The Mask of Shakespeare’s ‘Dark Lady’: Fictional Representations of Aemilia Lanyer in the Twenty-First Century Historical Novel

Emily Buffey


This article explores a new stage in the reception and mediation of the Renaissance poet Aemilia Bassano Lanyer by considering works of historical fiction by women writers published in the twenty-first century. By comparing Lanyer’s own methods of historical and authorial self-fashioning (in her sole extant publication, Salve Deus Rex Judæorum, 1611) with the techniques used by contemporary female novelists, we see a number of parallel interests, particularly in the ways that both sets of writings seek to interrogate and challenge a number of historical, literary-critical and canonical assumptions. In turn, I consider the extent to which, and to what ends, authors of modern historical fiction have sought to revise, re-create, contest or transform the myths associated with Aemilia Lanyer’s own name and biography, and to reclaim some of the more stigmatizing labels and images that have attached themselves to Aemilia Lanyer name since her ‘discovery’ by A.L. Rowse in 1973.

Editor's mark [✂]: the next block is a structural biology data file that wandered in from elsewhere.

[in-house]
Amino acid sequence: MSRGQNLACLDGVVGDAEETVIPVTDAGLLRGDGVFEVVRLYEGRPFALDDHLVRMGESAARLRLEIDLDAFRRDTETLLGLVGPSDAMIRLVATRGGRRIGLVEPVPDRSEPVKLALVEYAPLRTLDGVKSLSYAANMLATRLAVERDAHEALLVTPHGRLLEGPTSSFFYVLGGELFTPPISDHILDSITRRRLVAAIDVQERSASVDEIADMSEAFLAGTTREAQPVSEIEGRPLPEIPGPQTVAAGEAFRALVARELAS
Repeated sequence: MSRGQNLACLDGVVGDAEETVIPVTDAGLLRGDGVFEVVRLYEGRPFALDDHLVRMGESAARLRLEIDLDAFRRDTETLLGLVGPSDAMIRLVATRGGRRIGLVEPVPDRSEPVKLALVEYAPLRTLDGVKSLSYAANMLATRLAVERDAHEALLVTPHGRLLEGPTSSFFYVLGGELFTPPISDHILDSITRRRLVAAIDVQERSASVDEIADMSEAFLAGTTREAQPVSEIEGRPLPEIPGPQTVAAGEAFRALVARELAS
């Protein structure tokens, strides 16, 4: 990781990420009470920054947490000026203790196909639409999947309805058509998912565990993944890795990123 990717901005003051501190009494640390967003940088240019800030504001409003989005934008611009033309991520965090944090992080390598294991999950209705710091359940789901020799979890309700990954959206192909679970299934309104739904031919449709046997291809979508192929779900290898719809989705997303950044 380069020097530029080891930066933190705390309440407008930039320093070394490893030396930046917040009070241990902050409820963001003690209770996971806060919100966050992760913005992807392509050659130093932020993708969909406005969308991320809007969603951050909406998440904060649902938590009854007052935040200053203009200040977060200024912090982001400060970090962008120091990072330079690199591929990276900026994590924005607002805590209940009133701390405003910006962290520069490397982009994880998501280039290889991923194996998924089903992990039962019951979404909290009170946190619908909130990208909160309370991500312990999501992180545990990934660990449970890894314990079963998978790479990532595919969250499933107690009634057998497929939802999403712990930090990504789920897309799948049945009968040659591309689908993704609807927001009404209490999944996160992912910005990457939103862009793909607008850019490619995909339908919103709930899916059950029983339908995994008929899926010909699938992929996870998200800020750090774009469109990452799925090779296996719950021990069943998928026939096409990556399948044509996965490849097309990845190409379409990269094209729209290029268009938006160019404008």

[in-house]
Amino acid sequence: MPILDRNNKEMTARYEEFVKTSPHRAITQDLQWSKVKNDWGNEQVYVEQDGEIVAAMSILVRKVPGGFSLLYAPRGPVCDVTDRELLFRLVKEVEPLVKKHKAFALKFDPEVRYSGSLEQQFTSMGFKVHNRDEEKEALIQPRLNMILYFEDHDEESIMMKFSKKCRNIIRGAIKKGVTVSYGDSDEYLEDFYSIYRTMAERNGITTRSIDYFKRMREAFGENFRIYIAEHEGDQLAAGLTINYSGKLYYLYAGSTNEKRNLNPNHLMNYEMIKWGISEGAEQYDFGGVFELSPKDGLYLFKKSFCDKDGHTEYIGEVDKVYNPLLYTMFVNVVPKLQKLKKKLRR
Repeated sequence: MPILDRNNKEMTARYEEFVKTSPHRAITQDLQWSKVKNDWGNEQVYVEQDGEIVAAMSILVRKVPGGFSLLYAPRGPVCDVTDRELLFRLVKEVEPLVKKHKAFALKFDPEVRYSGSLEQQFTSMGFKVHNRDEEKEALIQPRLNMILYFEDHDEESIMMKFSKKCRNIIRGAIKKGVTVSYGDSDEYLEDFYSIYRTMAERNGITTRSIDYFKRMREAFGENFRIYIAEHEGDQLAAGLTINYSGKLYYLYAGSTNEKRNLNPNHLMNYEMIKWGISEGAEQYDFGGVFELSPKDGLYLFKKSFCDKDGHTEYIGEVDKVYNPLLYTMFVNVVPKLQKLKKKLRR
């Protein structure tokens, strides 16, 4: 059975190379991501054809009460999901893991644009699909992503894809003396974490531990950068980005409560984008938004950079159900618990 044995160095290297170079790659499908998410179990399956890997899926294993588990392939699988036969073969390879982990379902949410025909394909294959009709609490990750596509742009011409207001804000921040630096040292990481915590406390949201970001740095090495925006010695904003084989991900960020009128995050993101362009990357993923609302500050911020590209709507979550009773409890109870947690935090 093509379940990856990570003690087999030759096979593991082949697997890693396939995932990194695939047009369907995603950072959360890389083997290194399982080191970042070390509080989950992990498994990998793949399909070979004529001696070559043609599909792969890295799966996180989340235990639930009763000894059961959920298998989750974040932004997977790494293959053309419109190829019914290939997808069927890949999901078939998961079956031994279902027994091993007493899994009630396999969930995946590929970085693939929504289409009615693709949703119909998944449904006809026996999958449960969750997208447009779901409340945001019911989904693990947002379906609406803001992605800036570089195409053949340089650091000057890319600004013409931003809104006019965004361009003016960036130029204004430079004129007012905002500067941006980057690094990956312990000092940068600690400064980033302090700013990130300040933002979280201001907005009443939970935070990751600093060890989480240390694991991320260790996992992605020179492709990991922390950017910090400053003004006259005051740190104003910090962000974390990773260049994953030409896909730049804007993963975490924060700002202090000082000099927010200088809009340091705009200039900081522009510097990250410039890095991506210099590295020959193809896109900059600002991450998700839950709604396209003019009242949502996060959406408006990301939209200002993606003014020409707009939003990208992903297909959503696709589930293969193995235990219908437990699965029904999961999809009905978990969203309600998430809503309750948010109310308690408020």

Shakespeare, Lanyer, historical fiction, women's writing

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